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Gas Taxes May Be Ripe For Ax

With a gallon of gas breaking $3 and voters unhappy, elected officials in a number of states are taking a sudden, sharp dislike to gasoline taxes, proposing to eliminate the levies that are a mainstay for road programs - or at least suspend them for the summer.

Governors have floated ideas to trim or suspend state gas taxes in Maryland, South Carolina and Connecticut. State legislators are pushing similar measures in Georgia, New York and Nevada. The proposals are winning vocal support from Republicans and Democrats alike, though none have yet become law.

"We think it would have real bottom-line benefit to a lot of working families who are struggling with the price of gas," South Carolina Gov. Mark Sanford said on Wednesday, when he proposed suspending the state's 16.8 cent-per-gallon tax for three months.

Critics say the proposal is a mistake, questioning whether drivers would actually see the tax cut, the potential to undermine necessary road and transportation programs and the larger environmental impact.

Still, with elections later this year, the popularity of the idea was made clear in South Carolina when the Republican governor - who's been unable to win support for a number of other proposed tax cuts - quickly won bipartisan support for his proposal.

"I feel like I'm the evangelist who's been singing at the country tent. Welcome to the tent," Sanford said after a news conference that grew so jammed it had to be moved from his office into the statehouse lobby outside. "There's a lot of energy around this issue."

In other states:

  • New York lawmakers agreed Wednesday to cap the sales tax at 8 cents per gallon, freezing the tax at the rate paid when gas costs $2 a gallon. Lawmakers said that would save consumers $450 million a year.
  • North Carolina Gov. Mike Easley, a Democrat, wants to cap the gas tax and said he'll include a proposal in his budget proposal this week.
  • Connecticut Gov. Jodi Rell, a Republican, threatened to call a special session on energy issues and said she is open to a legislative proposal to suspend the state's 25 cent-per-gallon tax for the summer.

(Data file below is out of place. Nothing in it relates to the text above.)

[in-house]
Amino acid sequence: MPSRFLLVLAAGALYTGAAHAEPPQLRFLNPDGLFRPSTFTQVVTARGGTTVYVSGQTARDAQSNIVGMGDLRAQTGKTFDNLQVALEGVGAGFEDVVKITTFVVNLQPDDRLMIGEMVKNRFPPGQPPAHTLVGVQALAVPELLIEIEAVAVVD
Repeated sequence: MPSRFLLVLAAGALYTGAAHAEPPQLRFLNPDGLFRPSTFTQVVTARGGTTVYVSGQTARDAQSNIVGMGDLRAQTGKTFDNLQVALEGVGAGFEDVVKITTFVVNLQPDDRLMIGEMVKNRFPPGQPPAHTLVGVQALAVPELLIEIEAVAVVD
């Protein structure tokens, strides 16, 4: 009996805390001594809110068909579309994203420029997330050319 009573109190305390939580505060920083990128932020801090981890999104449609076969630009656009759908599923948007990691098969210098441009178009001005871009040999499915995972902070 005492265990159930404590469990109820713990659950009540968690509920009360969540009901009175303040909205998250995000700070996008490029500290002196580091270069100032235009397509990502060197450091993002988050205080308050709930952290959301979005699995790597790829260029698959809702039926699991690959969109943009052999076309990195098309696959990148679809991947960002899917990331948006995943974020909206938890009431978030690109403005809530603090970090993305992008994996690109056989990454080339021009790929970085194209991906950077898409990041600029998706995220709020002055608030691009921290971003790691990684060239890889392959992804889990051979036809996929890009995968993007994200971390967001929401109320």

• Georgia Democrats are demanding GOP Gov. Sonny Perdue suspend the gas tax, as he did after the spike in prices that followed Hurricane Katrina.

    Other states where the idea has been raised include Texas, Minnesota, Delaware and Idaho.

  • The gas tax is the most widespread target as constituent anger grows over gas prices, but it's not the only measure being considered.

    California zeroed in on oil companies when a key legislative committee approved a windfall profits tax aimed at oil producers. Several state attorneys general have begun investigations into price-gouging, and governors in California and Maryland have asked state officials to examine potential gouging.

    "We actually established a hot line and asked consumers to call," said Kentucky Attorney General Greg Stumbo, a Democrat who has sent out 43 subpoenas to petroleum companies, wholesalers and retail gasoline. "As the price fluctuates rapidly, as it increases rapidly we get more calls" - more than 600 so far, he said.

    But as prices in many parts of the country top $3 for a gallon of gas, states are looking hard at the one part of that cost they can control - the state tax.

    On average, states add 28.1 cents to each gallon of gas from a combination of excise taxes, business taxes and state and local sales taxes. It varies from a low of 8 cents in Alaska to a high of 49.5 cents in New York, according to the American Petroleum Institute.

    The federal government adds 18.4 cents to each gallon.

    "It's very easy to point the finger of blame at the oil companies," said Pete Sepp at the National Taxpayers Union, which supports the cuts. "But government is making a killing on these high prices, too."

    In South Carolina, Sanford estimates a three-month tax suspension would save a family $63. It would cost the state $134 million.

    But consumers might have a hard time noticing any savings at the pump, especially if prices keep rising, experts said.

    That's because retailers pay the tax when they buy gas from their distributor, and prices, as everyone has seen, can change quickly, said Rayola Dougher, manager of energy market issues for the American Petroleum Institute. So a spike in oil prices could easily swallow up a break from the state. Besides, prices often vary a few cents from station to station.

    A small tax cut like the one being considered in New York, which would be at least 4 cents, would be hard to see in day-to-day price shifts. A bigger cut like South Carolina's 16.8 cents would be easier to notice, depending on the price of crude, Dougher said.

    "The prices have been changing a lot harder and faster than 4 cents these days," Dougher said. "If you get up to 15, 20, 30 cents, sure, you're going to see it. But it's going to be hard to see four for all the noise."

    Others argue it's a misguided step for bigger reasons like the nation's dependency on oil or the impact of fossil fuels on the environment.

    "Cutting the gas tax is a false solution. I don't think the public is fooled," said Rob Sargent, energy analyst with the environmental coalition called the State PIRGs. "It just delays the inevitable - dealing with the bigger problem - and that is our overreliance on oil."

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